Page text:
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Giovanna Ceserani: "The Grand Tour Explorer: creating a dynamic and interactive digital resource for the study of eighteenth-century travel to Italy"

The Grand Tour of Italy attracted thousands of Europeans throughout the eighteenth century. It was a formative institution of modernity, contributing to a massive reimagining of politics and the arts, of the market for culture, of ideas about leisure, and of practices of professionalism. The Grand Tour Project enriches our understanding of this phenomenon by bringing us closer to the diverse travelers, elite and otherwise, who collectively constituted its world. The project involves working with the more than five thousand entries in John Ingamells’ Dictionary of British and Irish Travelers to Italy, in order to create a dynamic searchable database and digital visualizations of these travelers’ journeys and lives. This talk will introduce the challenges we face in transforming a print reference work into a interactive digital resource, and will make the case for the unique historical scholarship that such a resource can offer scholars and the general public alike.
Giovanna Ceserani is Associate Professor of Classics at Stanford where she teaches and researches the intellectual history of Classics in the modern age. The recipient of a New Direction Mellon Fellowship (2012-15), she is the author of Italy’s Lost Greece: Magna Graecia and The Making of Modern Archaeology (OUP 2012). The Grand Tour Project—which she started within the Mapping Republic of Letters collaborative research effort in 2008--emerged from her research on eighteenth-century travel to classical lands. The use of digital technologies to address historical questions, and the transforming of these results into historiographical arguments and narratives, continues to be a most rewarding aspect of the project for her. The related article, “Mapping the Grand Tour: British travelers in eighteenth-century Italy and the design of architecture,” is forthcoming in American Historical Review this April. See more about her research and publications here.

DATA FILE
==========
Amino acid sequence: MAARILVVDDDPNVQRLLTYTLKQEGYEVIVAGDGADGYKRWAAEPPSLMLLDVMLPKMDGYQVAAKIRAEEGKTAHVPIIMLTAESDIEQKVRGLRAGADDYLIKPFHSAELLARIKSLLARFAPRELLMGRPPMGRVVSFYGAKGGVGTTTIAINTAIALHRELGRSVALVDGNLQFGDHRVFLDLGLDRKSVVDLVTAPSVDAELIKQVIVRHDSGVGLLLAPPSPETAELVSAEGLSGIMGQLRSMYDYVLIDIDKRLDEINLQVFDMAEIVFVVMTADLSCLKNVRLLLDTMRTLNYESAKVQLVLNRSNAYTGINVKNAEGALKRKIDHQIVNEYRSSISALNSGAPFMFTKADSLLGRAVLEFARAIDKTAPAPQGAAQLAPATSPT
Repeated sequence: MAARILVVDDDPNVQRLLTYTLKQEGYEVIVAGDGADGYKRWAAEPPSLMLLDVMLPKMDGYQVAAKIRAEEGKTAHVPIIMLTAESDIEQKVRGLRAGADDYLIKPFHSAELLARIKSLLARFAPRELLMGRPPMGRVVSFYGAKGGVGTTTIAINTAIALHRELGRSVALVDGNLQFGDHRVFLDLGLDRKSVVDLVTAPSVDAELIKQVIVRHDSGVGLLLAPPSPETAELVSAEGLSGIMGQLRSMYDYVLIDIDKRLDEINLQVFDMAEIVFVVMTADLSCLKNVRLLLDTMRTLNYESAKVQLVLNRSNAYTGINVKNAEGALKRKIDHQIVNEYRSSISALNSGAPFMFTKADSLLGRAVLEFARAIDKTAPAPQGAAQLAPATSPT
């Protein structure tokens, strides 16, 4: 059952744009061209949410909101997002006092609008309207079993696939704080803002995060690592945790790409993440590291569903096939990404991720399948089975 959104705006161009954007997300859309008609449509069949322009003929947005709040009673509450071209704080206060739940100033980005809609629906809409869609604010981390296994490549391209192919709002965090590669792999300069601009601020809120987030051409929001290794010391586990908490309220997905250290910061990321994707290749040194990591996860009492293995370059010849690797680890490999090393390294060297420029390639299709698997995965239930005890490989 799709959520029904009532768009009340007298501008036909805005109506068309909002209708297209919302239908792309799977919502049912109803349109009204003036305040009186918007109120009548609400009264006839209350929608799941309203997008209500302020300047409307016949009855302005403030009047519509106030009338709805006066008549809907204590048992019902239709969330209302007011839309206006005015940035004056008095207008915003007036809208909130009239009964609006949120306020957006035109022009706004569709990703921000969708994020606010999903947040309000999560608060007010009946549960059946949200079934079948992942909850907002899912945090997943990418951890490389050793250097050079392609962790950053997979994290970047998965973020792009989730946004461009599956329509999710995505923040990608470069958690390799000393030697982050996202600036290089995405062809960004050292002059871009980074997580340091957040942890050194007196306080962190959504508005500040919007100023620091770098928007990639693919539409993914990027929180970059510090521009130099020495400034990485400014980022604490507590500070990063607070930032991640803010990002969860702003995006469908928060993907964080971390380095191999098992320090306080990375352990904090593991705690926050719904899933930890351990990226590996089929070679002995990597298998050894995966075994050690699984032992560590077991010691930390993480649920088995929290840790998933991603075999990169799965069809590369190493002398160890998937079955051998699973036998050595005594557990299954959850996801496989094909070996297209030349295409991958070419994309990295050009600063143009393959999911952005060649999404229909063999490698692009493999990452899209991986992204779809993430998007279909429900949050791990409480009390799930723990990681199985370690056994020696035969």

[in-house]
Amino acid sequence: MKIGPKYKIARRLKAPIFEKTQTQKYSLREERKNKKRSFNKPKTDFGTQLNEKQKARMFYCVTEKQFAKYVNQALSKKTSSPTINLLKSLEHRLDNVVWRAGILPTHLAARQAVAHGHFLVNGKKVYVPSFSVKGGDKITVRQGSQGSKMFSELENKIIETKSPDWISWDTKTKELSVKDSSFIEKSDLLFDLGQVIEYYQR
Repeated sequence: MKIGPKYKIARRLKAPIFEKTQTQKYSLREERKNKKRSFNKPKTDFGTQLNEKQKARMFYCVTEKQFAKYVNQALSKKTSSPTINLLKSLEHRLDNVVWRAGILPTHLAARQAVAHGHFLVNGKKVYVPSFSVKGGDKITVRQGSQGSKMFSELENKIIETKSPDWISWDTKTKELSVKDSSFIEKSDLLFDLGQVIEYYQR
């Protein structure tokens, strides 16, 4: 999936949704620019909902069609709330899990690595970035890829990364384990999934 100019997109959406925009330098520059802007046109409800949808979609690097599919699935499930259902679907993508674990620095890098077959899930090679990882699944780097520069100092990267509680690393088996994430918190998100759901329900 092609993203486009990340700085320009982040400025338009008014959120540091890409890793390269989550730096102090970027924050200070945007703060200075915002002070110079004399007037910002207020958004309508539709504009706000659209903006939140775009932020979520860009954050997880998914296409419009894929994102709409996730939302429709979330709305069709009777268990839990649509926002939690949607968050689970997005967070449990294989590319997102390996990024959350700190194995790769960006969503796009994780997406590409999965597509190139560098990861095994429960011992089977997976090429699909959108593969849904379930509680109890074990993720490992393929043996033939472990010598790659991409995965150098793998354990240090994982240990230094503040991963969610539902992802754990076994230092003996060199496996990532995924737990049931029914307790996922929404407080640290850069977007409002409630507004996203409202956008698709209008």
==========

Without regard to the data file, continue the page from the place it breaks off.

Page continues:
This event is hosted by the Center for Spatial and Textual Analysis (CESTA) as a part of its biweekly seminar series focusing on using the latest technological innovations to pursue humanistic and social scientific inquiry. 



Tuesday, January 17, 2017. 12:00 PM


Bldg. 160, Rm. 433A


Center for Spatial and Textual Analysis (CESTA)




Lunch will be served.